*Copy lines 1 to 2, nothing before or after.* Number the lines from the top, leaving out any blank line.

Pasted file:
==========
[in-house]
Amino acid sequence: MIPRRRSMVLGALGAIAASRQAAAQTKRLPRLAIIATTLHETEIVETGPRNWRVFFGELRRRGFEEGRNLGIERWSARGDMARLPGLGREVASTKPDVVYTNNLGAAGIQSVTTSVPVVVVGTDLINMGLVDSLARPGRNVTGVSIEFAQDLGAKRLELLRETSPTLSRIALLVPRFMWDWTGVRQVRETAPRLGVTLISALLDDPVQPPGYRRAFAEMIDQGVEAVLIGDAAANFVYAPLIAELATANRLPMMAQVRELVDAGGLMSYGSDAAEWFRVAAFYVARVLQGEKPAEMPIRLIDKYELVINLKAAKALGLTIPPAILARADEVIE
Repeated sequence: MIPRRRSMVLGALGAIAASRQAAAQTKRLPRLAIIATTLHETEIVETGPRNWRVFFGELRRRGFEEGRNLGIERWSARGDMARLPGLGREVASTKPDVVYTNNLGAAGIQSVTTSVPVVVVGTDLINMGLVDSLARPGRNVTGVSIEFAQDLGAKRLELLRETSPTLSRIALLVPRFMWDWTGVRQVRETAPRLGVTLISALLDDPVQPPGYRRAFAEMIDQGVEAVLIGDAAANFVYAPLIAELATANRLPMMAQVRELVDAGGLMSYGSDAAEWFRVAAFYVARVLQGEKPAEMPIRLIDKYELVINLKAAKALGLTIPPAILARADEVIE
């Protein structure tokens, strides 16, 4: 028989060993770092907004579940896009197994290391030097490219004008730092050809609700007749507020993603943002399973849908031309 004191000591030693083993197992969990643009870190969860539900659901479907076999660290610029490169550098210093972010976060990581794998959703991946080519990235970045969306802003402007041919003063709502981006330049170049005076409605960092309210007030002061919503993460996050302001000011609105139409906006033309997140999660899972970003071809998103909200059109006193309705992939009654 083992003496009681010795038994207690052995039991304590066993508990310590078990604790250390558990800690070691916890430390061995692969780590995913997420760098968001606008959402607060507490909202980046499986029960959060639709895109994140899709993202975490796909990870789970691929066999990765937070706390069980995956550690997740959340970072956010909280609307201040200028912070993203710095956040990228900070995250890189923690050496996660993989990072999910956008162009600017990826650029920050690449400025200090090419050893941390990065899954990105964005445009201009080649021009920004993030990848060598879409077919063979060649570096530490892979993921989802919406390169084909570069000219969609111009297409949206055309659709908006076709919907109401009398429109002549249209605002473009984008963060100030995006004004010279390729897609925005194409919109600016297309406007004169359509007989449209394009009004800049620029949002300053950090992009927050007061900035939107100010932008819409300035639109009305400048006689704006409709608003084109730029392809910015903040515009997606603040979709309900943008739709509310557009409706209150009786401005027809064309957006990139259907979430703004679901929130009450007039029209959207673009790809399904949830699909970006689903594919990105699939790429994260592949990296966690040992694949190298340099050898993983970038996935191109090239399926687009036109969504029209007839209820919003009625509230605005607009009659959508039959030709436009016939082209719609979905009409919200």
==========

[in-house]
Amino acid sequence: MIPRRRSMVLGALGAIAASRQAAAQTKRLPRLAIIATTLHETEIVETGPRNWRVFFGELRRRGFEEGRNLGIERWSARGDMARLPGLGREVASTKPDVVYTNNLGAAGIQSVTTSVPVVVVGTDLINMGLVDSLARPGRNVTGVSIEFAQDLGAKRLELLRETSPTLSRIALLVPRFMWDWTGVRQVRETAPRLGVTLISALLDDPVQPPGYRRAFAEMIDQGVEAVLIGDAAANFVYAPLIAELATANRLPMMAQVRELVDAGGLMSYGSDAAEWFRVAAFYVARVLQGEKPAEMPIRLIDKYELVINLKAAKALGLTIPPAILARADEVIE